Wikleaks 3

The world appears to be a grumpy today, what with students scrapping in Westminster and the Wikileaks thing. Whilst this blog will focus on Wikileaks, I was hugely amused by the news of my friend Simon getting caught up in the ‘kettle’ yesterday – a man less likely to be joining their protest you’d be hard pushed to find.

However, the Wikileaks saga appears to be turning more sinister by the day.

Ignoring the moral issues here, the collateral damage of revenge attacks is going to be high. Your average punter is going to struggle to buy stuff via Paypal, report the loss of their Mastercard or process a Visa purchase. Given it is three weeks before Christmas, this is bad. Even if it doesn’t actually take stuff down, the uncertainty in the minds of people will cause problems on its own. Companies that are under attack will try to relocate their websites elsewhere faster than the people attacking can redirect the attacks. It is not beyond the realms of possibility that other websites sharing the infrastructure of where the attacked website is newly located could also be adversely affected if it is attacked again. This could therefore affect health sites, charities and public bodies providing essential services as well as regular businesses, disrupting the livelihoods of many many people.

Such activity also sets an unholy precedent for this sort of action going forward. Who is next? What is the next cause célèbre to gain this sort of support? Is it acceptable that a relatively small number of people are able to create this kind of damage to sites and trading organisations that affect the livelihoods and lives of millions?

From the other side however, it seems that governments are able to bring pressure on organisations hosting websites or providing services to someone they deem unsuitable. Everyone screamed when the Chinese Government banned Google. This is along the same lines and sets an unpleasant precedent amongst western governments. If the (apparently liberal leaning) Obama administration will do this, what could it mean if a more right-wing administration (Sarah Palin anyone?) uses this precedent in the future. Who draws the line? Organised crime and child pornography are clearly unacceptable. But who decides what information is in the Public interest? What happens when the Government decides that facts about abortion or euthanasia shouldn’t be available? What is a step too far? This is uncharted territory.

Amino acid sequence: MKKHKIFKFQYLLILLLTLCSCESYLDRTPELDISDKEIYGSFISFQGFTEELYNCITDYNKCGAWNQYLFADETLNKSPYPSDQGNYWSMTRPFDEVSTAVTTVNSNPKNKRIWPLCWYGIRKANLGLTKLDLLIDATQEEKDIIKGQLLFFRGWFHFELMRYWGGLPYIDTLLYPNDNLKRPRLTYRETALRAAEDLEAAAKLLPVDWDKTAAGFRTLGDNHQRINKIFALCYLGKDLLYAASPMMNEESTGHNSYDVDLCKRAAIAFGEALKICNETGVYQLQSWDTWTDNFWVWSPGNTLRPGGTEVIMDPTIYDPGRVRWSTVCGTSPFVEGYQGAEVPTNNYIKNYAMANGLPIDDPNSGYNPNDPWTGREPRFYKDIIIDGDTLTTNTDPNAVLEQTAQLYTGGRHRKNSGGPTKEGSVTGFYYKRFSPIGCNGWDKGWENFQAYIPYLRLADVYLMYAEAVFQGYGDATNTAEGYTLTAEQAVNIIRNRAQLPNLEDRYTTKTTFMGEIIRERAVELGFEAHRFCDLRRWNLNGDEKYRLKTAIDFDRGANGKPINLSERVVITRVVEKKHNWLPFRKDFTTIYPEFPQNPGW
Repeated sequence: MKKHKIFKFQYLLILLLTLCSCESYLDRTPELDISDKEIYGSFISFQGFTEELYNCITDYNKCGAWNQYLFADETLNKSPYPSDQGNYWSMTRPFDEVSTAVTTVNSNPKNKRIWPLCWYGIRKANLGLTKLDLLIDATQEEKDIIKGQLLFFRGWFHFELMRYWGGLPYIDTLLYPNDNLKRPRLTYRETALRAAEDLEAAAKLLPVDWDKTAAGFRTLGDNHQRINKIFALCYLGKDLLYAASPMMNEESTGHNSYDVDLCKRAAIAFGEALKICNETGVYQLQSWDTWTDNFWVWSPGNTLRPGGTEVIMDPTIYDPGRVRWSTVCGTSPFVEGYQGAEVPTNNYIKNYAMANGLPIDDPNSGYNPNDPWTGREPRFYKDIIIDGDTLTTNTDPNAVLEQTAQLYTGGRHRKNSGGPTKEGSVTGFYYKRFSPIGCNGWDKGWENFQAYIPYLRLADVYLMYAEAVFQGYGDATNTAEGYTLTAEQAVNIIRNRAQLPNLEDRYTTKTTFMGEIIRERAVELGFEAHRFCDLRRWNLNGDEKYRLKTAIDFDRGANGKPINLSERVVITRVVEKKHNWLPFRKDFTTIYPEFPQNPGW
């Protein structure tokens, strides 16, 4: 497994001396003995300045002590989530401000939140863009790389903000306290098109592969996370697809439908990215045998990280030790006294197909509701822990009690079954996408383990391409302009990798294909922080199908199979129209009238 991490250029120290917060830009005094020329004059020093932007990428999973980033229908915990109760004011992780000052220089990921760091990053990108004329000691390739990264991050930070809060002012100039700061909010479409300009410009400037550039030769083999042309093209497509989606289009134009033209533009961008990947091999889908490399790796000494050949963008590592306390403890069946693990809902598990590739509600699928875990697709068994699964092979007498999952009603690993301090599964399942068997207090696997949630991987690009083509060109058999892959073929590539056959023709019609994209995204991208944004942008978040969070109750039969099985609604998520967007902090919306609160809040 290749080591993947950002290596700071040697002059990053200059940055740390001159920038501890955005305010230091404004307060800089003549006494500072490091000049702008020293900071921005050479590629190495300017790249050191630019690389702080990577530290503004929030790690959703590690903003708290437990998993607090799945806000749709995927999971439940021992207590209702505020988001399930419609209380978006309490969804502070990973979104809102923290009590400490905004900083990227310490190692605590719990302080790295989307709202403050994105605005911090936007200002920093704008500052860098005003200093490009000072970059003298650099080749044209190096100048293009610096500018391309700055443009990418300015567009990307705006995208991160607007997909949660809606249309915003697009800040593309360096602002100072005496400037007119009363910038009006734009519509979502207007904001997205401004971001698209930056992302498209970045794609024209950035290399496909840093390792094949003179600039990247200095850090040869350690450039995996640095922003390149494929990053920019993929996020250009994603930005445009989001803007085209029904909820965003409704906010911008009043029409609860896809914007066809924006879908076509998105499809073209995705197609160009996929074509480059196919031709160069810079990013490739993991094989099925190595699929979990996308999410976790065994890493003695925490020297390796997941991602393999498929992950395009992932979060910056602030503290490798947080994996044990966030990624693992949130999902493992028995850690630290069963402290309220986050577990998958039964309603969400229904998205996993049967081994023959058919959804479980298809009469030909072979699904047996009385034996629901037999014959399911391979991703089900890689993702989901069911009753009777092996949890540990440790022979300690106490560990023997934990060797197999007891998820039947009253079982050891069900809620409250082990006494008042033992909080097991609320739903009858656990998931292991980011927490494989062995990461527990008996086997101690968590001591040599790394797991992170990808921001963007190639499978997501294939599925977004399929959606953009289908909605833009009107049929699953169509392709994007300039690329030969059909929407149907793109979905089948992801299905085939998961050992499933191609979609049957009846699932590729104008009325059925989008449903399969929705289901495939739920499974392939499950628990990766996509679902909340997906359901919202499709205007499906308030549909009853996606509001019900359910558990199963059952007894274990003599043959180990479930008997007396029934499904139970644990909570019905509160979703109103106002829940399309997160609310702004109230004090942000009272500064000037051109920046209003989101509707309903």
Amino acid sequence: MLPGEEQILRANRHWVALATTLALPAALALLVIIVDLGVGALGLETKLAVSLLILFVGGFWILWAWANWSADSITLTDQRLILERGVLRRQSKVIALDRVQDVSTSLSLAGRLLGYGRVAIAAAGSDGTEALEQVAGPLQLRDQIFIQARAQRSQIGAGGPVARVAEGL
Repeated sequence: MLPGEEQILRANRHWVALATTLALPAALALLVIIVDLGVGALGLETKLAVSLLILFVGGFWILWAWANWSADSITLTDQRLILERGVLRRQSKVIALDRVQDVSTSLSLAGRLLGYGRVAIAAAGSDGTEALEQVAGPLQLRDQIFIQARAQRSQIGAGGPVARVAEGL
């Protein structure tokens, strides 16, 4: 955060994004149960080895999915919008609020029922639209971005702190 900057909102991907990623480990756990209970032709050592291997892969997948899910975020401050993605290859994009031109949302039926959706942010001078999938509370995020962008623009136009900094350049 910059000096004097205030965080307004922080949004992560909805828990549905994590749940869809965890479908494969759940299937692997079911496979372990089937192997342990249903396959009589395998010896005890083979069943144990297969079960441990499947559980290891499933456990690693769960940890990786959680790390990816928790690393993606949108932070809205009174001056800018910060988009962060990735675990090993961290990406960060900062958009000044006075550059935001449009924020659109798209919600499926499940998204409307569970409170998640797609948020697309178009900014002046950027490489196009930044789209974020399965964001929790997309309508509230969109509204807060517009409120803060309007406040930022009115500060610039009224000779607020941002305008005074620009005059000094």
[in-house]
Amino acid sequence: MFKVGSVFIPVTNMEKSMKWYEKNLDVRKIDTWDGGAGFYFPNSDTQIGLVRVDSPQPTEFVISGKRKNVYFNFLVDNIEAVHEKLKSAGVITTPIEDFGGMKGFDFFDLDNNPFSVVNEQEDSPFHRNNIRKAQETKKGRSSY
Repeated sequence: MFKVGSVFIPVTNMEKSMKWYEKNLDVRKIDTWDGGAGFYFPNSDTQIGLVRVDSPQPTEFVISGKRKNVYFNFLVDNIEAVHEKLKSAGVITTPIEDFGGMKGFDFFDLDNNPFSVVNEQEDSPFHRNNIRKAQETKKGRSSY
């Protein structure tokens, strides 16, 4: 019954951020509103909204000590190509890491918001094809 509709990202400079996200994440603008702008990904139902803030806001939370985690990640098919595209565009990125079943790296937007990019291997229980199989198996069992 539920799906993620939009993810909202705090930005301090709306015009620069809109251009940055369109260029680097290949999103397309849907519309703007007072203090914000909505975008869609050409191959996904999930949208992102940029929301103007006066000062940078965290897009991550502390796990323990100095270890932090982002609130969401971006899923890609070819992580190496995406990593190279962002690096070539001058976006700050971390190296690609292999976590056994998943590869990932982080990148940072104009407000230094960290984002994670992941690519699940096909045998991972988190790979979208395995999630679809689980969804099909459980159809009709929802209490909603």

Focusing on a strictly IA angle, it appears that kits have been released that people can download to enable them to become part of the DDOS assault. DDOS = distributed denial of service and means flooding a website with so many requests that it keels over it. Imagine you are driving up the motorway and suddenly 100,000 cars appear from nowhere. All of a sudden the motorway is chock full and ground to a halt. DDOS does this to websites.

It’s been described as a ‘cyber march’, and its irresponsibility is breath taking. In fact, let’s be blunt: the release of hacker kits to get people to supplement DDOS attacks is plain stupid. Members of the public who may feel a certain way about one side of the cause will be tempted to download it, without ANY understanding of what that software will actually do to their PC. Best case if they do download and run it, they have broken the law (DDOS is illegal). They may end up having their connectivity blocked by ISPs who think they are part of an evil botnet network PLUS they have identified themselves as someone who is available for ‘cyber marches’ to the authorities. Worst case, the download may not be ‘legitimate’ and contain all sorts of viruses, key loggers and other bad stuff. How do you know your download is ‘real’? Can you control what the software is doing this time? What about the next time they decide to activate it? You are going to see a huge volume of spam email asking people to get involved. Social media stuff, and a whole pile of innocent people are going to get dragged into a technological argument they only vaguely understand. Have a look at the rest of the Sophos NakedSecurity team’s comments here.

So here’s the advice, whatever your take on the Wikileaks bunfight, do NOT under any circumstances download anything that supports or purports to support the cause.

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About Graeme Stewart, McAfee

I work for McAfee as Director of Public Sector Strategy and Relations, UK&I
This entry was posted in Legal, Security, Sophos, Viruses, Wikileaks. Bookmark the permalink.

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